For example, it might be that you attempt to grapple with a number of challenging novels, that you journal, that you try and begin working towards your further education around your professional topic. All of this can be done with a laptop or a book in your hands. Try and do puzzles regularly to keep your neurons firing. All this will help you feel healthier in mind that you might have done, and will provide you with something to do. Also, never be afraid of indulgence, such as watching an entire season of a great TV show in one day. When injured, you deserve a little respite.

Visiting The Professionals

It’s essential to try and visit the professionals to help you rectify a problem. From a sensitive and understanding chiropractor to booking physical therapy sessions outside of your officially sanctioned healthcare (with the permission of your GP) you should find yourself slowly making beneficial progress in more ways than one. It might be that you visit a sleep therapist, or try to get a second opinion about the long-term health consequences of your injury. All of this can help you gain a clearer picture of your situation, perhaps lending itself to optimism. At the very least, you may find a semi-solution that could help you feel less pain or recover more quickly.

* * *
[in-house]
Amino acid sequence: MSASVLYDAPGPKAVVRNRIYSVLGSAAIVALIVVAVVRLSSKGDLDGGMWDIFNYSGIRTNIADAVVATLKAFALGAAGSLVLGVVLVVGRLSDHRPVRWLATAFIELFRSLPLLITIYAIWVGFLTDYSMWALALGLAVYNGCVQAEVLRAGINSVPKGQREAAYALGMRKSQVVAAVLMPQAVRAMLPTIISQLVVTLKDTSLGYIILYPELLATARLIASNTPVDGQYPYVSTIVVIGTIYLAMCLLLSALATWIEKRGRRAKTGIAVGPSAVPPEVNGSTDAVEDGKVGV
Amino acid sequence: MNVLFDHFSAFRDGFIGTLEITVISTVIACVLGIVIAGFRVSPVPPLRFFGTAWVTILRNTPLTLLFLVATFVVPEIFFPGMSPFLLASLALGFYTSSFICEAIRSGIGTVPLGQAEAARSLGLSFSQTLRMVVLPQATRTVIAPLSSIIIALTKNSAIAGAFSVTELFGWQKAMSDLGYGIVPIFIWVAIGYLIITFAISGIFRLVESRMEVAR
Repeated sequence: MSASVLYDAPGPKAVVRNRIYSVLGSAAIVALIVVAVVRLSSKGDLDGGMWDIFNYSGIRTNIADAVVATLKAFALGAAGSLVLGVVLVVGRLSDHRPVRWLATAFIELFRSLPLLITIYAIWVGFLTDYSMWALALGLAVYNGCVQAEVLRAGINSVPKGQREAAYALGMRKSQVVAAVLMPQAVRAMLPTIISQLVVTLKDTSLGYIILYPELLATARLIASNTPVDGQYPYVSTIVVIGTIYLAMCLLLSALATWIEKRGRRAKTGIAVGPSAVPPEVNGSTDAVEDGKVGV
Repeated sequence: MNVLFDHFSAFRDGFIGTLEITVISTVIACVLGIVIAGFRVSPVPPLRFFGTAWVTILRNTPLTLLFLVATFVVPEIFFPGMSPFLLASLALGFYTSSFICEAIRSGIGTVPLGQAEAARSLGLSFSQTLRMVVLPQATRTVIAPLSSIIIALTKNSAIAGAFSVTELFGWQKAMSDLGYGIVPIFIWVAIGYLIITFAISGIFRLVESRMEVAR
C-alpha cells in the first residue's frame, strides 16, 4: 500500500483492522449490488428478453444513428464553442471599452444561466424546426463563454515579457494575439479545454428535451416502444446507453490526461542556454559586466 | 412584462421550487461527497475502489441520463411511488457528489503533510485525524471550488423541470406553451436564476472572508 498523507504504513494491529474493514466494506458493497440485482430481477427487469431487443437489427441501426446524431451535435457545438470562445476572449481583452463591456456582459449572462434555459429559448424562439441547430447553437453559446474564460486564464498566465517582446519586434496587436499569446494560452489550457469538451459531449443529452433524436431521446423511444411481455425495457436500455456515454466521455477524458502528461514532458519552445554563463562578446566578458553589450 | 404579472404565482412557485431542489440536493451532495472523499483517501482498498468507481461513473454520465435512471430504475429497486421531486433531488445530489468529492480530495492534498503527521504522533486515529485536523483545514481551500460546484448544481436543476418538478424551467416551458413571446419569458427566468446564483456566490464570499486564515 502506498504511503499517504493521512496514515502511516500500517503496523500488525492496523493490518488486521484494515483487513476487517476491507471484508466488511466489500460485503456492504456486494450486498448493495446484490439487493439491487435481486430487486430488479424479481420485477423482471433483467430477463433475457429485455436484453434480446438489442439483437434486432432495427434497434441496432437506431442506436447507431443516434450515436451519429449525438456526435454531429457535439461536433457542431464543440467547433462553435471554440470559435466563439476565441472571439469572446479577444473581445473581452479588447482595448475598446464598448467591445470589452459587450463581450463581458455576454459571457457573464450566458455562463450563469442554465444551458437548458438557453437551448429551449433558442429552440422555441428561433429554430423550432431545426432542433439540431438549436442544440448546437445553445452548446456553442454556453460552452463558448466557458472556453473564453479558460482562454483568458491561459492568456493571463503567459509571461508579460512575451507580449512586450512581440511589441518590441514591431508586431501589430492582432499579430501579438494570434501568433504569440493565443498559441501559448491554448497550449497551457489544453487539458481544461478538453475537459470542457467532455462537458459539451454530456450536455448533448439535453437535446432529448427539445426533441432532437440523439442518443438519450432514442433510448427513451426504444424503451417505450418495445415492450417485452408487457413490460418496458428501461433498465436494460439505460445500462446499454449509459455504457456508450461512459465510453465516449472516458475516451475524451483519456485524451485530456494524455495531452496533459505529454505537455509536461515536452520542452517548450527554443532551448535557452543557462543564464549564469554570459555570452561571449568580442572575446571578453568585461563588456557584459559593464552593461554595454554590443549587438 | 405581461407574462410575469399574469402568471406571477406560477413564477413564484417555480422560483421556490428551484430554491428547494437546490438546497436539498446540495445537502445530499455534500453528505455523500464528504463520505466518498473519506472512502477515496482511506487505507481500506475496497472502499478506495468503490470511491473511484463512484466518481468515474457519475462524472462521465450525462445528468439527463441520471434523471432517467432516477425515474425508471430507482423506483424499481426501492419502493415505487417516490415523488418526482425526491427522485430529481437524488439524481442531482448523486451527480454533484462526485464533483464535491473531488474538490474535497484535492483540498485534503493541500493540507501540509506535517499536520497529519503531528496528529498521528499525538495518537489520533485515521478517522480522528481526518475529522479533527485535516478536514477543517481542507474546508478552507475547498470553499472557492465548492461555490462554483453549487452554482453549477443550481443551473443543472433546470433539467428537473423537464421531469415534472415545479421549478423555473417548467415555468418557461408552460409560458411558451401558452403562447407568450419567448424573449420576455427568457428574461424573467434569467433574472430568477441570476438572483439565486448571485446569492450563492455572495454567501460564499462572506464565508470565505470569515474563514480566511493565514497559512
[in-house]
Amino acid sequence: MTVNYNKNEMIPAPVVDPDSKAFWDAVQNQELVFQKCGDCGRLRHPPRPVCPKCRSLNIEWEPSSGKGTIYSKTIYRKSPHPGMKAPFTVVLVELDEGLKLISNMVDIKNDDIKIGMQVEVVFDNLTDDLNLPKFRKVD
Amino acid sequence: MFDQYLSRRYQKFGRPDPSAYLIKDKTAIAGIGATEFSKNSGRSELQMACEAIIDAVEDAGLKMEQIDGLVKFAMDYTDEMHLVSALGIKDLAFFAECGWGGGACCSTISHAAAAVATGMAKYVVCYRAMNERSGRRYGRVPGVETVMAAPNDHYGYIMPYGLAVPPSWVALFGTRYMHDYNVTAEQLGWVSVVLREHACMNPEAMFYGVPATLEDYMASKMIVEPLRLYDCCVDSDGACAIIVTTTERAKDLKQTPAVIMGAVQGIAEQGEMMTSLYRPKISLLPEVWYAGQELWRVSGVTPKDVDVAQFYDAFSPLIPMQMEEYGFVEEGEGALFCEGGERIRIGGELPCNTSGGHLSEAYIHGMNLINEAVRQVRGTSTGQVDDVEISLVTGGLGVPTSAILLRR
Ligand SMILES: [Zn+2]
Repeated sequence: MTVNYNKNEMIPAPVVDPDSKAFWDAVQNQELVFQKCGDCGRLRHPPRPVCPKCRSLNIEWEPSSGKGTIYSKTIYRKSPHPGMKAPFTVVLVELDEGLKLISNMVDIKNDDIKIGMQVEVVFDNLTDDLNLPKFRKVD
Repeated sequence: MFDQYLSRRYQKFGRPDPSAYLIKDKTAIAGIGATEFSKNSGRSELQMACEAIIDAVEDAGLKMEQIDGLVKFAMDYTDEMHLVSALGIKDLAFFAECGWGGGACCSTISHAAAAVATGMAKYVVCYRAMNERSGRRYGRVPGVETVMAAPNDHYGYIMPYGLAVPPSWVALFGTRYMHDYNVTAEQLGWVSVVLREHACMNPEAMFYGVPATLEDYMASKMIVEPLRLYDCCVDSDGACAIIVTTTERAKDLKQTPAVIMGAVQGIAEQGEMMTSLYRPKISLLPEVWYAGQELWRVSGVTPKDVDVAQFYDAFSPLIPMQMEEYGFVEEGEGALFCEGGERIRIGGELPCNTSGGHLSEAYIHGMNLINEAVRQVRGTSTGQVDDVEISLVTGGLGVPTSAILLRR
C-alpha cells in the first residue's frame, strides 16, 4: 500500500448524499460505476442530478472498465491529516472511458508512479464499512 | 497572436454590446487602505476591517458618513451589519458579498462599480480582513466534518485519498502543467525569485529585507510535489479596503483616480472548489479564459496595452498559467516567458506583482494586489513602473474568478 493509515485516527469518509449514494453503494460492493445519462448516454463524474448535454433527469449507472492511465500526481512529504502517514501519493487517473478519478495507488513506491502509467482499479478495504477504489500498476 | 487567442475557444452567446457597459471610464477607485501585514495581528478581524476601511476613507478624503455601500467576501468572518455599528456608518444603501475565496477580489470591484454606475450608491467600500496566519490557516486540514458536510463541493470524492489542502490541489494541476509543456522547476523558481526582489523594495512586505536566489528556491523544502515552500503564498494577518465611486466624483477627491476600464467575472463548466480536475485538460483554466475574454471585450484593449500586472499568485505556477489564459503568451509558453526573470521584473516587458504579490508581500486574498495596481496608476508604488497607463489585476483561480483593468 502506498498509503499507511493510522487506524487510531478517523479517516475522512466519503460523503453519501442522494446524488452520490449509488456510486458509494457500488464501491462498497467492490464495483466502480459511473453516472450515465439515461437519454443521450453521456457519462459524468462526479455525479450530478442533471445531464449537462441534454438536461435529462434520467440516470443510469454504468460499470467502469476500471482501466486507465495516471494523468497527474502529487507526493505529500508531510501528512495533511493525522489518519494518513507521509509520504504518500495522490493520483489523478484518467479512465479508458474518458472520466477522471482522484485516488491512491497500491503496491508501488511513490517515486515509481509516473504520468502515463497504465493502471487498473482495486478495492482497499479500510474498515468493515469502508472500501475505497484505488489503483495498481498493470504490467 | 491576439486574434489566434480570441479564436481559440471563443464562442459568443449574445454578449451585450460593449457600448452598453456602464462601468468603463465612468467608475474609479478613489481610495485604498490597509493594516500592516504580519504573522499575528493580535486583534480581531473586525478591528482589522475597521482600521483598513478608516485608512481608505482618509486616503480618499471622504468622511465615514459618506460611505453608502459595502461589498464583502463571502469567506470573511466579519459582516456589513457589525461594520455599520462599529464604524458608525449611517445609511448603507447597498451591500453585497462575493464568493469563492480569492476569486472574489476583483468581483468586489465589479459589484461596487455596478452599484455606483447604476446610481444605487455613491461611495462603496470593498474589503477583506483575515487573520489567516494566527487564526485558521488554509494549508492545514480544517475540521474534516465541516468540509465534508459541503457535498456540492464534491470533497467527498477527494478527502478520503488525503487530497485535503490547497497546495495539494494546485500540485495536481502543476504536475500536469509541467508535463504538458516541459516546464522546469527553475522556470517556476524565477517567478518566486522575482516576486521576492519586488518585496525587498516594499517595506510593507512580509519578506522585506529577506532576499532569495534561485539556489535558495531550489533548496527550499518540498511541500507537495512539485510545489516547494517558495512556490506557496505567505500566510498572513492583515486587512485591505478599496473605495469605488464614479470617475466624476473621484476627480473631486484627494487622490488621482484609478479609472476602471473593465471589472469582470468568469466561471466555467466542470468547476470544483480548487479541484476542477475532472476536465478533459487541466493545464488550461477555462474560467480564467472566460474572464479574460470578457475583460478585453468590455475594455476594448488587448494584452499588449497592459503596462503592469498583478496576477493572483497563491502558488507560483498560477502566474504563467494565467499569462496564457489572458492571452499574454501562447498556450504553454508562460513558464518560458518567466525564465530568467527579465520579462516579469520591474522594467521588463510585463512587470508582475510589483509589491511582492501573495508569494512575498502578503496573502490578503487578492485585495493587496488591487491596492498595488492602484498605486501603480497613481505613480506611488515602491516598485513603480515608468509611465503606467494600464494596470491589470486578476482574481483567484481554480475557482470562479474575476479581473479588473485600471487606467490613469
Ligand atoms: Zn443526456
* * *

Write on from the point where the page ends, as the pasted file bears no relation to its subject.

The Balance (Work & Rest)

Recovery is work. Keep that in mind. It’s essential to find a balance between actually working and occupying your mind and the practical realities of working around your injury requirements. Try not to stretch yourself too thin. It’s better to be safe than sorry, lest you risk making the injury worse, or extending your recovery time. This perspective can help you heal in the long term, giving you plenty to look forward to as you bounce back slowly.

Recover from a Painful Injury

With these simple tips, you will take a practical and smart effort towards recovering from your painful injury, and hopefully in a desirable timeframe.